In 1949, McCarthy suddenly developed a concern about communist elements inside the United States. Communism is an economic or social system in which work and property are shared by the whole society, and the state usually controls the economy. Americans at that time associated communism with the Soviet Union and China, both of which had authoritarian governments that repressed free expression and other civil liberties Americans valued.
In later years, McCarthy claimed that in late 1949, three men came to him with a document from the Federal Bureau of Investigation (FBI) describing Soviet espionage activities in the United States. They told him that the State Department had ignored the report; they hoped McCarthy would take the report to the public.
Speech in Wheeling
On February 9, 1950, in a speech to a group of Republican women in Wheeling, West Virginia , McCarthy charged that 205 communists were working in the State Department, shaping American foreign policy. He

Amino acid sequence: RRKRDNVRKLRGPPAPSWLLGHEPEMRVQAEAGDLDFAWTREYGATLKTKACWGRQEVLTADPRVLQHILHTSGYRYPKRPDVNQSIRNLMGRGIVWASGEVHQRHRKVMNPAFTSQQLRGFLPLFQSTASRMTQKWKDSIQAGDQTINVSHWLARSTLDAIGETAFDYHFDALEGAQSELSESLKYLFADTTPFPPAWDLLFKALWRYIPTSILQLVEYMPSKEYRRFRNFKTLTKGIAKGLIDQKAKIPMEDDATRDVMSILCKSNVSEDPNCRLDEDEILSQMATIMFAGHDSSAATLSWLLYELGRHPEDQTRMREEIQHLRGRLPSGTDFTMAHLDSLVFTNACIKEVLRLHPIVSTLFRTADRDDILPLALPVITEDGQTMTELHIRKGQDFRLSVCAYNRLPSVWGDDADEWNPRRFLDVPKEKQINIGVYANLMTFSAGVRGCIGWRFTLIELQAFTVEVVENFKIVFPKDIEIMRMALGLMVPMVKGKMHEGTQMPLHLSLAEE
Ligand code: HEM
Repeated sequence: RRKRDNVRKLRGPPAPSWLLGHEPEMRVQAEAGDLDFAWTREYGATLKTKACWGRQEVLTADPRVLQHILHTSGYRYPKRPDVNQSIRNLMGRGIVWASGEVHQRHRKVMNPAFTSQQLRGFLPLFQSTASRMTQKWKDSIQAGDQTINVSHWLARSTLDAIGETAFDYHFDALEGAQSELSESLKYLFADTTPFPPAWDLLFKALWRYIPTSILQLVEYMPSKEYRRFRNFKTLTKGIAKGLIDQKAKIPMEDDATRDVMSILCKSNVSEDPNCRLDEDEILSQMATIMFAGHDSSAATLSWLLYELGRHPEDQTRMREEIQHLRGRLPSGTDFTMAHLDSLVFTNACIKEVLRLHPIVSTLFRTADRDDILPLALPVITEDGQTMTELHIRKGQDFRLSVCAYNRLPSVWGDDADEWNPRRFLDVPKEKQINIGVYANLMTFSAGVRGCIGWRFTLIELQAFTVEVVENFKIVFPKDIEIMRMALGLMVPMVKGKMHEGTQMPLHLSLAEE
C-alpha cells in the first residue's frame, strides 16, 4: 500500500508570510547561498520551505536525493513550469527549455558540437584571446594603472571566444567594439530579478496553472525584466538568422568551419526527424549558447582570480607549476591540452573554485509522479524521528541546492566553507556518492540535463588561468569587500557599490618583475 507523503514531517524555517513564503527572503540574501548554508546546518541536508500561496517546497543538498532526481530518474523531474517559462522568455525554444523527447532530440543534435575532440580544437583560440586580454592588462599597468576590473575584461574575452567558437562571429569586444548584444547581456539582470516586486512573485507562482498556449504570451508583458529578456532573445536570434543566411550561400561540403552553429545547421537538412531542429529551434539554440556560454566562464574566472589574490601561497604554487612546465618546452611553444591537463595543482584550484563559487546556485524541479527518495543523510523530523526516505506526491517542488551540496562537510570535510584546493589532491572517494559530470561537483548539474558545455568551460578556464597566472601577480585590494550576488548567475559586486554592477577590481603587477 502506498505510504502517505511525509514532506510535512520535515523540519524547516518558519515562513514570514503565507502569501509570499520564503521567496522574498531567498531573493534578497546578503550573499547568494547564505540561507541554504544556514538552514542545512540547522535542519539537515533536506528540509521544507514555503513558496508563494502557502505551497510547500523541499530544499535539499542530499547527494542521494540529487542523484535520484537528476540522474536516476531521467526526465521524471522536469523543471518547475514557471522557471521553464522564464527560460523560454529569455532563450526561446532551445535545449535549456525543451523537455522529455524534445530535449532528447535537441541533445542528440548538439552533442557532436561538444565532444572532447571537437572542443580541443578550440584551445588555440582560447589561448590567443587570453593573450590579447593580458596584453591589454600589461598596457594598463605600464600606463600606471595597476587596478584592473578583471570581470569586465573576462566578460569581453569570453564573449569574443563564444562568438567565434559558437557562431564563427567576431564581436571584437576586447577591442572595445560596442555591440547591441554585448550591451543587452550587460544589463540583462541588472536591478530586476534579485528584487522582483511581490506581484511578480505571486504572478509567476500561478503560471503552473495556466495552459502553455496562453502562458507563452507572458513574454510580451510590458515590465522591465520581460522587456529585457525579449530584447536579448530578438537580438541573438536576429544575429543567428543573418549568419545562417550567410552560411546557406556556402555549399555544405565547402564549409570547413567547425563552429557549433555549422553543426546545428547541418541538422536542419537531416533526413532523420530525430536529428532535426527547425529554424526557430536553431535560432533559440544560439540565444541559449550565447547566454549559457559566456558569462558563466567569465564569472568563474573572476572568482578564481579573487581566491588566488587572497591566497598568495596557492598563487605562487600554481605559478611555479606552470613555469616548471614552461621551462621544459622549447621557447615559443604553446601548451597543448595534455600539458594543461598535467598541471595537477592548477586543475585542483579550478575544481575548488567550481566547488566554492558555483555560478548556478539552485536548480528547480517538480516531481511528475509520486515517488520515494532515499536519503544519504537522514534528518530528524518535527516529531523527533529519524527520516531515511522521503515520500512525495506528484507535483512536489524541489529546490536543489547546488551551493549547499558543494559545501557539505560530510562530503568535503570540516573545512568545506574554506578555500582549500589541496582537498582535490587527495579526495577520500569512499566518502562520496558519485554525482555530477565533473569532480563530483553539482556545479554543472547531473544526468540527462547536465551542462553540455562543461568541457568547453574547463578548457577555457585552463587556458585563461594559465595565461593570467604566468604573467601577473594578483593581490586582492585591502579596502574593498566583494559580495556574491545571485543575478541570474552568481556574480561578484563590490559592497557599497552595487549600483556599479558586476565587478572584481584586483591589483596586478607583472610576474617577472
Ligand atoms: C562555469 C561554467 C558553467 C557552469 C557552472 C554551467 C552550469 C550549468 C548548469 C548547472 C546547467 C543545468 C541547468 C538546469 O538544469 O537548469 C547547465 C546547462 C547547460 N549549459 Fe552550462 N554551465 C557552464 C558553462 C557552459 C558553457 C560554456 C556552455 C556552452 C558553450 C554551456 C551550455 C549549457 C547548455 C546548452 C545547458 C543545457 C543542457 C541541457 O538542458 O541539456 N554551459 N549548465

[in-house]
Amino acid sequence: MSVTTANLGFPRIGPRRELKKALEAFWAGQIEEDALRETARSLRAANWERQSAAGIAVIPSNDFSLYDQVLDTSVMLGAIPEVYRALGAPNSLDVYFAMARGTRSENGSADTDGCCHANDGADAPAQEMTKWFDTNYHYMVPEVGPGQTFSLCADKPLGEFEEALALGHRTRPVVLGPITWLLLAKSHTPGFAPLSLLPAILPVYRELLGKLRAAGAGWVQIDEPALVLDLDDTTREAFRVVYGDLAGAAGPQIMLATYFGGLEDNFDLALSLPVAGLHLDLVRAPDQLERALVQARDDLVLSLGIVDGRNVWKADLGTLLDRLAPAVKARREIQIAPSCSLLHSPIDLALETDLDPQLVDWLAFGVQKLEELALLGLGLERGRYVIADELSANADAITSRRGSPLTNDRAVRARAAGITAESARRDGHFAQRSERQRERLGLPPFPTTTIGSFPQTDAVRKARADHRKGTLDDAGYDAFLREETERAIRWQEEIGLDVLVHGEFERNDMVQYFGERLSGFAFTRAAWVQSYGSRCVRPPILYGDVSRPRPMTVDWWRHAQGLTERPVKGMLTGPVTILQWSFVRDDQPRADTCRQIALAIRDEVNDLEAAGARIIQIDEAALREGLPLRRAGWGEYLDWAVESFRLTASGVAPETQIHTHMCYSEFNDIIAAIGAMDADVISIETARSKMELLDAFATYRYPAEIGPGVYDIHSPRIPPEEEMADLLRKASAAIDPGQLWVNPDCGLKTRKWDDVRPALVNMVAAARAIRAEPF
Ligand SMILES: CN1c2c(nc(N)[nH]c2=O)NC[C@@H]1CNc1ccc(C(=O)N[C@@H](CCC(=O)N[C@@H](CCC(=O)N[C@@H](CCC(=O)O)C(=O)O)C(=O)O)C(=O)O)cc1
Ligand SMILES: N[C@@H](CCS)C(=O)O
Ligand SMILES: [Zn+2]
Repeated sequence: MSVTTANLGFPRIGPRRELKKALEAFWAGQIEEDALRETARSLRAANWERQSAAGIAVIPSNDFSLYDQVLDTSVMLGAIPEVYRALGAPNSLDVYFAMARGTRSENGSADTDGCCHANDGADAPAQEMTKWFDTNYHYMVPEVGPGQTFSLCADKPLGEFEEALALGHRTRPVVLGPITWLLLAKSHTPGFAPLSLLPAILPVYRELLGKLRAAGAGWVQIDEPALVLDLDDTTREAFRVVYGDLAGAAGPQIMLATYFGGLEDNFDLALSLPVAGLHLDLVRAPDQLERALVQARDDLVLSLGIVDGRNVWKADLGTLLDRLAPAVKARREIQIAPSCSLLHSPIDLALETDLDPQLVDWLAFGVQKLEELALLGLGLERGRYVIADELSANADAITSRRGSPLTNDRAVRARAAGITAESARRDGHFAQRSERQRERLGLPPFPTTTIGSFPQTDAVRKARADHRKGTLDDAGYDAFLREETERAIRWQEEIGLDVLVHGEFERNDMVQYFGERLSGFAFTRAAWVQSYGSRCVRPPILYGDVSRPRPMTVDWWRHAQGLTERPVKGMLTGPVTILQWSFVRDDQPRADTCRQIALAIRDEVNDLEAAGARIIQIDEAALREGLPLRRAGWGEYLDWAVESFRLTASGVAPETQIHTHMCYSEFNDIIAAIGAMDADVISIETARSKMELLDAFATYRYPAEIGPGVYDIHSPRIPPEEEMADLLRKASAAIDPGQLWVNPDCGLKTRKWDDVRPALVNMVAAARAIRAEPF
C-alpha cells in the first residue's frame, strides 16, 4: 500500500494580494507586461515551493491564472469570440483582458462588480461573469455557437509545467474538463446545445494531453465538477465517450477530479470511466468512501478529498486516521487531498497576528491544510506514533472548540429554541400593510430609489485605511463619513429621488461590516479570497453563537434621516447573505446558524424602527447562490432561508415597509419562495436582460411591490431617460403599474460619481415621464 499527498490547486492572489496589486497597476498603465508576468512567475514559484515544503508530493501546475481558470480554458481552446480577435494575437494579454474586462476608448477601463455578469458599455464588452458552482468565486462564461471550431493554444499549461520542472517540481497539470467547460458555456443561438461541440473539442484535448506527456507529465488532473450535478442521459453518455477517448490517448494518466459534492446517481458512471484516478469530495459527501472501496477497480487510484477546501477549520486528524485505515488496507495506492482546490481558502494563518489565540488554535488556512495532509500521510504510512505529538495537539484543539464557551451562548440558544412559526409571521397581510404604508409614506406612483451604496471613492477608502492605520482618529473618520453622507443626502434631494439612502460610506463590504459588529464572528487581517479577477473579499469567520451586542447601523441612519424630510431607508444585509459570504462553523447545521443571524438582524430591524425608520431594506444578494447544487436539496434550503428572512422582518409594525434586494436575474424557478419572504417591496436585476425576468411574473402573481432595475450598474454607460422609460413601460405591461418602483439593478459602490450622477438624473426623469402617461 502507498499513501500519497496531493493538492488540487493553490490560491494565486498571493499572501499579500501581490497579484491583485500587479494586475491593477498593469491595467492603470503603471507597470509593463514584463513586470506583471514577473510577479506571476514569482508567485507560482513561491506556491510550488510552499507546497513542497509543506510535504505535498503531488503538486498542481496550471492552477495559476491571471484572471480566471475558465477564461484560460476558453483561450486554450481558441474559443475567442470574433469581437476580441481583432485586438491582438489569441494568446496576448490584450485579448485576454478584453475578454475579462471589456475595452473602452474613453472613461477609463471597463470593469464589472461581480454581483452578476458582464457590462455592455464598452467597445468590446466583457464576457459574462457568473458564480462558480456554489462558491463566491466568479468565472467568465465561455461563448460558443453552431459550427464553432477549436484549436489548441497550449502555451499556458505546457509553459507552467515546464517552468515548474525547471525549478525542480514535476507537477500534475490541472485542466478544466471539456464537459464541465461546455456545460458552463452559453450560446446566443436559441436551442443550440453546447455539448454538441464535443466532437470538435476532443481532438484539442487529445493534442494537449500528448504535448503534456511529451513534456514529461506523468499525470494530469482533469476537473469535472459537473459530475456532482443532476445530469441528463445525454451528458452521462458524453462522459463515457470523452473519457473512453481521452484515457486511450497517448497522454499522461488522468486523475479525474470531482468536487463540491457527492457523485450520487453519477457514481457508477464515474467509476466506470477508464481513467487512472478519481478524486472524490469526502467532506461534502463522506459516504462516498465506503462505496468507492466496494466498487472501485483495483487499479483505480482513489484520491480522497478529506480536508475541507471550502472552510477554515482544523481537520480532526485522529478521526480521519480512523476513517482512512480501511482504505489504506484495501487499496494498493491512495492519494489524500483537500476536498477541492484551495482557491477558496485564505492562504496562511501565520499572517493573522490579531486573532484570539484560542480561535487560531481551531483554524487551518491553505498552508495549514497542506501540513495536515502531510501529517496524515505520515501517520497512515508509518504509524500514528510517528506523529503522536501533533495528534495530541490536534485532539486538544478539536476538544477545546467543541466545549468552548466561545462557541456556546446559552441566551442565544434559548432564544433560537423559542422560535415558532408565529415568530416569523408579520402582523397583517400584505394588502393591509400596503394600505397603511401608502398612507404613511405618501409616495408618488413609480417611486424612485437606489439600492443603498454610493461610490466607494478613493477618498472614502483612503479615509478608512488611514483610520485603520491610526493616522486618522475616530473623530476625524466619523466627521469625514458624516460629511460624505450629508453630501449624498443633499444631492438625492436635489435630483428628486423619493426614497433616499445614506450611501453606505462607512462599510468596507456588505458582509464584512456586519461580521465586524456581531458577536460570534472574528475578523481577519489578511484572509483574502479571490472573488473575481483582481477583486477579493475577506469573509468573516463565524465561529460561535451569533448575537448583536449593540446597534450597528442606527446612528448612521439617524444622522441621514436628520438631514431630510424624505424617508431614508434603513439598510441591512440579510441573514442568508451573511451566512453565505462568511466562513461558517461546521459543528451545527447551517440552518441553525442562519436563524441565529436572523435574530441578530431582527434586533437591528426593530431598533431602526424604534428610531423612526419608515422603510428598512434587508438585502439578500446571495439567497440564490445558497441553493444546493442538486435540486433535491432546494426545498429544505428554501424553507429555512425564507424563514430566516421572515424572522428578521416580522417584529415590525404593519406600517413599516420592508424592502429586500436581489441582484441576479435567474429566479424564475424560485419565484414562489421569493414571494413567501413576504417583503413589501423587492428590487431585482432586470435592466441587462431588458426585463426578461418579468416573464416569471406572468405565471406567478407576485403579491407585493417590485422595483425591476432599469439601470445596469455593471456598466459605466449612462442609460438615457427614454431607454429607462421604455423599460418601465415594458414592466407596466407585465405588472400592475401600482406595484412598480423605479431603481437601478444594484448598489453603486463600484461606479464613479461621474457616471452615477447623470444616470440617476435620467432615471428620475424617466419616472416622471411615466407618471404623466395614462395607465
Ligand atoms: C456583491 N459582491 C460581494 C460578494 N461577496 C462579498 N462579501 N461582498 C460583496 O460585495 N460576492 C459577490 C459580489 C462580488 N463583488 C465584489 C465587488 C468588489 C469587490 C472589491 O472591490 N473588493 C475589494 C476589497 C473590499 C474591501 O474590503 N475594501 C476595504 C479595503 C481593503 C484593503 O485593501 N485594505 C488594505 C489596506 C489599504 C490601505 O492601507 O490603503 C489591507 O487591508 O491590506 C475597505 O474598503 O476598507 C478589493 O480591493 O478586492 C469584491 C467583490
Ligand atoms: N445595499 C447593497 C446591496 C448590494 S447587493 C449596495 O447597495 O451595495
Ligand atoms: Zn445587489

claimed to have documentation to prove these charges. His speech immediately became front-page news. In a speech to the Senate on February 20, McCarthy said that there were eighty-one communists employed at the State Department.
A congressional investigation found no evidence to support McCarthy's accusations. Oddly, though the hearings discredited him, they attracted widespread publicity and served to rally support for McCarthy.
In the 1950s, the Cold War was heating up. The Cold War was a period of noncombative conflict from the 1940s to the 1990s, between the communist East (mainly the Soviet Union and the People's Republic of China) and the capitalist West (mainly the United States and Western Europe). In the United States, many came to view communism itself as the ultimate enemy. Fear of communist agents working in the United States grew into a Red scare, a term that borrowed from the color often used by communist nations on their flags.
McCarthy exploited these fears with his rash and unsupported allegations of communist spies in the government. In 1951, he suggested that Secretary of State Dean Acheson (1893–1971), whom he felt was soft on communism, move to the Soviet Union. He charged that celebrated general George Marshall (1880–1959) had knowingly promoted the communist takeover of Eastern Europe and China. Although widely criticized for these remarks, McCarthy remained popular with many voters and won reelection to the Senate in 1952.